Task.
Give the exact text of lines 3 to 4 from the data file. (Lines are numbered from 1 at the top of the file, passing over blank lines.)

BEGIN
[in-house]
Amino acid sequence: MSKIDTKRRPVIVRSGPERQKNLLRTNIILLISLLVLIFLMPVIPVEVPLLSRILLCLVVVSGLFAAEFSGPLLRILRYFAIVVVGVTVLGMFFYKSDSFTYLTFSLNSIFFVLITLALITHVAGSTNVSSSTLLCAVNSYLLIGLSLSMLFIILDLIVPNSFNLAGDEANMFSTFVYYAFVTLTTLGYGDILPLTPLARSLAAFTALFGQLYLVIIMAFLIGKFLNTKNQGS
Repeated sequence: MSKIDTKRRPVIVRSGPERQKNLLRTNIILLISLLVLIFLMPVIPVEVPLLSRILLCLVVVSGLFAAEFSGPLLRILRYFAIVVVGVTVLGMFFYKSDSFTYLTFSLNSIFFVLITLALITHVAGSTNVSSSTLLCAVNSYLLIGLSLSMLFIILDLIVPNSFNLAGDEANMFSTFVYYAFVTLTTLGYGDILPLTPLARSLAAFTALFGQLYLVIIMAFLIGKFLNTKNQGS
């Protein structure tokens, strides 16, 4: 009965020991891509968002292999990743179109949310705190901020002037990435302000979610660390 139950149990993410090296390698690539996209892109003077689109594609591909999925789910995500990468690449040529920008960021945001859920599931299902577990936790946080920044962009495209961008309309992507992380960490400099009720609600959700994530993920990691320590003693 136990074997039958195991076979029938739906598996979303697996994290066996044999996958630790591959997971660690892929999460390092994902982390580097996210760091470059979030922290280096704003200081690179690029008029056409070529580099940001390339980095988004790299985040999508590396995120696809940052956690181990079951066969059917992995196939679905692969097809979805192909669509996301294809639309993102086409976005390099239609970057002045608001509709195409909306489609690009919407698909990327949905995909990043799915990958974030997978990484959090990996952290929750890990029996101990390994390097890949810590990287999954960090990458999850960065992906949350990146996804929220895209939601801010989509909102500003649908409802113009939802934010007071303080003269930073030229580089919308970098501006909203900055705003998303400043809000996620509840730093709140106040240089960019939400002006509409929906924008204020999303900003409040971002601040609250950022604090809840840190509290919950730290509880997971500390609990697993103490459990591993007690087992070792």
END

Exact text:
Repeated sequence: MSKIDTKRRPVIVRSGPERQKNLLRTNIILLISLLVLIFLMPVIPVEVPLLSRILLCLVVVSGLFAAEFSGPLLRILRYFAIVVVGVTVLGMFFYKSDSFTYLTFSLNSIFFVLITLALITHVAGSTNVSSSTLLCAVNSYLLIGLSLSMLFIILDLIVPNSFNLAGDEANMFSTFVYYAFVTLTTLGYGDILPLTPLARSLAAFTALFGQLYLVIIMAFLIGKFLNTKNQGS
């Protein structure tokens, strides 16, 4: 009965020991891509968002292999990743179109949310705190901020002037990435302000979610660390 139950149990993410090296390698690539996209892109003077689109594609591909999925789910995500990468690449040529920008960021945001859920599931299902577990936790946080920044962009495209961008309309992507992380960490400099009720609600959700994530993920990691320590003693 136990074997039958195991076979029938739906598996979303697996994290066996044999996958630790591959997971660690892929999460390092994902982390580097996210760091470059979030922290280096704003200081690179690029008029056409070529580099940001390339980095988004790299985040999508590396995120696809940052956690181990079951066969059917992995196939679905692969097809979805192909669509996301294809639309993102086409976005390099239609970057002045608001509709195409909306489609690009919407698909990327949905995909990043799915990958974030997978990484959090990996952290929750890990029996101990390994390097890949810590990287999954960090990458999850960065992906949350990146996804929220895209939601801010989509909102500003649908409802113009939802934010007071303080003269930073030229580089919308970098501006909203900055705003998303400043809000996620509840730093709140106040240089960019939400002006509409929906924008204020999303900003409040971002601040609250950022604090809840840190509290919950730290509880997971500390609990697993103490459990591993007690087992070792």